imgres-1But she showed me that she’s thought about who might read her book. So I know she knows the market. Also, the two qualities she was talking about were things that I care about. So it seems to me that this author has done her homework to see what kind of stories I’m interested in. She didn’t spit back my words to me, like cutting and pasting from my agency’s website into her query.

Then she told me that she included the materials (i.e. the 20 pages) that I request in my submission guidelines; she thanked me for my time; and signed the email. So I’m already happy now, because she’s done almost everything correctly. She didn’t write anything about herself, and I do like to know something about the authors with whom I may potentially work. But it’s not a deal breaker for me that she left this out. So, I went ahead and read the first 20 pages, because not only had she written a good query, but it sounded interesting to me. It’s YA fantasy, with a twist on a usual fantasy plot. And it’s got feminist undertones (or at least non-sexist ones), and I really like that, too.

urlThe 20 pages zipped by. I saw a couple of problems, but nothing that’s not fixable. And when I got to the end of the first 20 I was left with the best question: What happens next?! So I requested the full. And I asked the author to include a short bio when she sends the full.

And that’s what it looked like when I requested a full manuscript this week!


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Why I Passed on a Couple of This Week’s Queries

url-1I don’t know if I’ll be able to do this every week. I was very uncomfortable as I wrote the reasons why I passed, knowing I was putting them up on the blog. I don’t want folks to feel bad or embarrassed if they recognize their query. I know it’s supposed to be helpful to them and to others, but it feels kind of like airing dirty laundry, somehow. Let’s see how it goes. Perhaps I’ll switch to “Why I asked to see more.” You know, I always say I’m a ‘glass half full’ kind of girl.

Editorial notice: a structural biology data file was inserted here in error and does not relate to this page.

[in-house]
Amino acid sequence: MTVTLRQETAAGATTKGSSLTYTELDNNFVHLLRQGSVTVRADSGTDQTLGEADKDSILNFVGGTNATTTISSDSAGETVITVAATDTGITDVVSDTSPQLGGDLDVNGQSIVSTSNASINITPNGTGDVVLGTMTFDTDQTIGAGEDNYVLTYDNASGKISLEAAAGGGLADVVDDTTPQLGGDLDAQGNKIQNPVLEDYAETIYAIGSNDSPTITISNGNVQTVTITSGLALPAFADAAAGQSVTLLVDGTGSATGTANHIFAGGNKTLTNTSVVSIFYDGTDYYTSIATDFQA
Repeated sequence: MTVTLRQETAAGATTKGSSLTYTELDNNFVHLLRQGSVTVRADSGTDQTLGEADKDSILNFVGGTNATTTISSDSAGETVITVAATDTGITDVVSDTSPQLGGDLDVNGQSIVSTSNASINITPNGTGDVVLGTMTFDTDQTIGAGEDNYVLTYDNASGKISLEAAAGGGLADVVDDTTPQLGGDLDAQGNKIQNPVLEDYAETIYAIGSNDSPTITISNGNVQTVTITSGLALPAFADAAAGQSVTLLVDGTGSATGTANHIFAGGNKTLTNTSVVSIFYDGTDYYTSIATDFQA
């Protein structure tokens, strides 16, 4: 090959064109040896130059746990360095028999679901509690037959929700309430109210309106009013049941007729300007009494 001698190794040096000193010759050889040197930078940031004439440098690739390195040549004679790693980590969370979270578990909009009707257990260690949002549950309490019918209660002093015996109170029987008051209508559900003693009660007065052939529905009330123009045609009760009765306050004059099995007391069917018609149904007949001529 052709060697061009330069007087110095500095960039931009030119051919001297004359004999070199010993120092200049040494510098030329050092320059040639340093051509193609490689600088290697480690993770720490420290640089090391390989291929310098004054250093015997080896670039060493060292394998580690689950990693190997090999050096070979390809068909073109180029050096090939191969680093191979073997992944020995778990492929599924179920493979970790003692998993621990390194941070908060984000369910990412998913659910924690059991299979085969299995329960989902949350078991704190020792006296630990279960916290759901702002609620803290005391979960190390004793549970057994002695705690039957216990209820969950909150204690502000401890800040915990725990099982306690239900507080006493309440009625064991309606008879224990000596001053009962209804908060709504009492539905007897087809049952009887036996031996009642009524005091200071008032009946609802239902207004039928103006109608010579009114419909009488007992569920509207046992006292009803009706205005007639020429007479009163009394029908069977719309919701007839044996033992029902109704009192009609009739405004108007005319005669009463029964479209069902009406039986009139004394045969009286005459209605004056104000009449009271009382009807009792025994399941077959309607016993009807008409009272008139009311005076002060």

Antonio Prohías's Spy vs Spy

Antonio Prohías’s Spy vs Spy

Query 1: In the first paragraph, which should basically let me know what kind of manuscript is being pitched, the words, “espionage thriller” and “Gospel” keyed me in pretty quickly that this wasn’t for me. How many times do I need to re-state that I do NOT do thrillers and I do NOT do Christian fiction. I have nothing against these genres, I’m just the wrong agent to represent them. I’m sorry, but it didn’t make any difference that the querier stated, “The target audience is adult readers both Christian and non-Christian and Jewish.” Okaaaaay. Just for the record, isn’t Jewish “non-Christian”?

Did somebody say Elf?!Orlando Bloom as Legolas in LOTR

Did somebody say Elven?!
Orlando Bloom as Legolas in LOTR

Query 2: Fantasy, I guess, because the title of the manuscript had the word “Elf” in it. Might be YA, I couldn’t tell from the query, but the synopsis said the main character was 14, so I’m just guessing. The query itself wasn’t exactly a query. It was a paragraph that stated the author was including a 1-paragraph synopsis, a 1-paragraph bio, and the first 20 pages. Now, I know that’s what my submission guidelines say to include, but I just assume that those will be included in the query letter. That is to say, a query letter for a fiction manuscript should begin with a little intro paragraph, then move to telling a bit about the book (the synopsis I ask for) and then go on to tell a little bit about the author (the bio I ask for). Then, it usually has a closing paragraph. You know, it’s a regular old business letter. And then, of course,  I want the 20 pages. So, I was willing to overlook the weird, stilted way this first part was put together, but then the bio was strange, too. The author told me they had been writing since they were a child. Hmmm. Then it kind of listed stuff, in half sentences. And then they went on in half sentences about how they had published some articles that were specific to their particular field of study, which had nothing to do with writing fiction. When reading the synopsis, I knew it was definitely not for me. It just wasn’t original. How could I know for sure, just from reading a synopsis? Well, first of all there were a lot of cliche fantasy phrases, and if those phrases are in the synopsis, I’m almost certain the manuscript itself will be rife with cliches as well. So, even though I like fantasy, this was definitely a pass for me. I’m looking for truly original stories and absolutely excellent writing.

Ok. I really didn’t like doing this.  I’m not going to do it again. Please send me suggestions (via Twitter @LindaEpstein or Facebook) for another weekly column that might be helpful for writers. Don’t put the suggestions in the comments below. Thanks.